In anticipation of the Palm Springs Art Museum’s permanent installation of the 1931 Aluminaire House™, architect Leo Marmol will explore the impact this structure had on American Modernism design.
Marmol will trace the varied influences of Modern Architecture in California from Le Corbusier’s revolutionary treatise, The Five Points of Architecture and Walter Gropius’s Bauhaus Manifesto, to the social, economic, and geographic conditions that made the arid region of Palm Springs so ripe for the cultivation and proliferation of Modern Architecture – hence the ideal permanent home for Aluminaire.
Following the talk join attendees for a reception in the museum’s sculpture garden to celebrate the groundbreaking.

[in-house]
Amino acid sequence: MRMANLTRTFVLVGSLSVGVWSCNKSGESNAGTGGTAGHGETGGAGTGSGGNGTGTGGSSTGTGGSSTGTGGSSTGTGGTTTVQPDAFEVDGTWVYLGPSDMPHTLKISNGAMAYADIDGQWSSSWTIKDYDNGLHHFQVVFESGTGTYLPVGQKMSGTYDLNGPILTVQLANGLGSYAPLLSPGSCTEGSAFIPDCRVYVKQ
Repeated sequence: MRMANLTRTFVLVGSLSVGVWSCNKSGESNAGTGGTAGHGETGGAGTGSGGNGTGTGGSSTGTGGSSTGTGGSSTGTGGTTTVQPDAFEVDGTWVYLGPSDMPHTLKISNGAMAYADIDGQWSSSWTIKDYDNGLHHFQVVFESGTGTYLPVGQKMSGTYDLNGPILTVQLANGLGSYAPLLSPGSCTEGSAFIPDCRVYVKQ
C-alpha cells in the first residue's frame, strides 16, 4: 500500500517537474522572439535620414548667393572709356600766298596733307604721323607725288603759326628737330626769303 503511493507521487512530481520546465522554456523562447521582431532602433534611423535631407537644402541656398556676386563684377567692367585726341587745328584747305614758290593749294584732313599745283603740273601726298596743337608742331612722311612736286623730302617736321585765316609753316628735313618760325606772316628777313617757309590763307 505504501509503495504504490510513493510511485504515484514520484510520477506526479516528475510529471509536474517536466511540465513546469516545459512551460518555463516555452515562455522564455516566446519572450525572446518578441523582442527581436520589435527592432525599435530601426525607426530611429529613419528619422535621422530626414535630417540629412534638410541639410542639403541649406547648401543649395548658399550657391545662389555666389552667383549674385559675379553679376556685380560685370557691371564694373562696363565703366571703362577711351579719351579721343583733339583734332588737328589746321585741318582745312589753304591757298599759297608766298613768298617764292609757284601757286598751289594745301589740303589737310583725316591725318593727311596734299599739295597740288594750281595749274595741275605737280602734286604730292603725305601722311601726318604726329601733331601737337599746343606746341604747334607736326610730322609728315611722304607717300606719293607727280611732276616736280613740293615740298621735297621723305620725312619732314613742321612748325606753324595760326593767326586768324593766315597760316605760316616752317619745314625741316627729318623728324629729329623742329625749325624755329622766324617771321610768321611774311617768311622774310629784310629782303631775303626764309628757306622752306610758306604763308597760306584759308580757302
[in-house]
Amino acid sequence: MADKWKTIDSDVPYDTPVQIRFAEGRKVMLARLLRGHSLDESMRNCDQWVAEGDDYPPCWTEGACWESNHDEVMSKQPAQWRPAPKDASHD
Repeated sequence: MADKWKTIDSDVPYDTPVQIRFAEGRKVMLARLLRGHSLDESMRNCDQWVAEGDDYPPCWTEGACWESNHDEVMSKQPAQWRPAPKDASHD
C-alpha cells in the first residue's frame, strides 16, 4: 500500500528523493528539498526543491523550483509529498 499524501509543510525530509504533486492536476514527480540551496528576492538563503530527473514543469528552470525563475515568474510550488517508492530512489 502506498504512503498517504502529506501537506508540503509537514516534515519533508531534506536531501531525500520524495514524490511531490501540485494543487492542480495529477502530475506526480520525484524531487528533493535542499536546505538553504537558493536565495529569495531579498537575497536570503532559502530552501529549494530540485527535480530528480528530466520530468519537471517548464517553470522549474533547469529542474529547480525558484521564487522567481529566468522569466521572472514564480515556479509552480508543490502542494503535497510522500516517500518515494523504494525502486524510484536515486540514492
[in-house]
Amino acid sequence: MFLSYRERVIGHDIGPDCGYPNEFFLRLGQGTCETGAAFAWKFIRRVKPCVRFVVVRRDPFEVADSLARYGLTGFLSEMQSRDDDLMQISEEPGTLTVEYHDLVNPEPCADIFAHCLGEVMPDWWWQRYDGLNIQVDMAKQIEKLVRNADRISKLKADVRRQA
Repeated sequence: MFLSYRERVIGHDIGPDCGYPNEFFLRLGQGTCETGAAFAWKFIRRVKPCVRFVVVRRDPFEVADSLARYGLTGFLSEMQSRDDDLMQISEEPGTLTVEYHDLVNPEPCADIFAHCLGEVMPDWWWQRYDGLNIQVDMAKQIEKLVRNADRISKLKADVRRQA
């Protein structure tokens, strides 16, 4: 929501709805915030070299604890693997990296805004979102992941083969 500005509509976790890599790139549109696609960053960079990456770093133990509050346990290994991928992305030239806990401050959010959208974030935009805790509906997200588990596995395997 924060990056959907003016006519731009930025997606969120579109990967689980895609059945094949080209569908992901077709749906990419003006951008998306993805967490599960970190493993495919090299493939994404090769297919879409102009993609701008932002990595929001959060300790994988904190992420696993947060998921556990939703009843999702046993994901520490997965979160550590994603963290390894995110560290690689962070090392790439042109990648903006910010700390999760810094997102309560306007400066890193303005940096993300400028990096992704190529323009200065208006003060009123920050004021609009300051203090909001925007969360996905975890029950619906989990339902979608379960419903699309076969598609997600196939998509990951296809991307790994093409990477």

About Aluminaire House™
The home was designed by Albert Frey and A. Lawrence Kocher as part of the New York Architectural and Allied Arts Exposition in 1931. The original installation represented the first major exhibition of European Modernism on U.S. soil. Constructed of prefabricated steel and aluminum components and designed following the principles set forth by Albert Frey’s mentor, Le Corbusier, the structure acted as a harbinger of American Modernism and the futuristic way of life it promised. The lecture will explore why Palm Springs supports Modern Architecture as the prevailing aesthetic as well as Frey’s relationship with the desert.
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